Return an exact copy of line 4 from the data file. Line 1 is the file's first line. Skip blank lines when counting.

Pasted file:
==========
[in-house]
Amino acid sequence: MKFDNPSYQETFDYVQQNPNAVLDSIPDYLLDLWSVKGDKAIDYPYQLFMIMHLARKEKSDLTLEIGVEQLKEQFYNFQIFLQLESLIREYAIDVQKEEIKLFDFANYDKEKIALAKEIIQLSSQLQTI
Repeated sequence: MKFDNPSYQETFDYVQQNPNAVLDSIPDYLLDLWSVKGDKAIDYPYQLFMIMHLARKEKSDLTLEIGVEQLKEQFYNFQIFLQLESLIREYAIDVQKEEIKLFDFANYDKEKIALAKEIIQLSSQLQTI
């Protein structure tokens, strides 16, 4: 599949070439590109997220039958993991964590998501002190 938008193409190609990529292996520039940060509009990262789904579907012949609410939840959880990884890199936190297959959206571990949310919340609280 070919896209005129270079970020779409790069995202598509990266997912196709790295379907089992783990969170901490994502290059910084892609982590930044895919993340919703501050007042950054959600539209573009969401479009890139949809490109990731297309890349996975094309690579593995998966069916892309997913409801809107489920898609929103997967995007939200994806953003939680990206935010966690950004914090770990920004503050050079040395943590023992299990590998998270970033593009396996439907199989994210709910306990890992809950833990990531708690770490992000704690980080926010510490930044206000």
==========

């Protein structure tokens, strides 16, 4: 599949070439590109997220039958993991964590998501002190 938008193409190609990529292996520039940060509009990262789904579907012949609410939840959880990884890199936190297959959206571990949310919340609280 070919896209005129270079970020779409790069995202598509990266997912196709790295379907089992783990969170901490994502290059910084892609982590930044895919993340919703501050007042950054959600539209573009969401479009890139949809490109990731297309890349996975094309690579593995998966069916892309997913409801809107489920898609929103997967995007939200994806953003939680990206935010966690950004914090770990920004503050050079040395943590023992299990590998998270970033593009396996439907199989994210709910306990890992809950833990990531708690770490992000704690980080926010510490930044206000």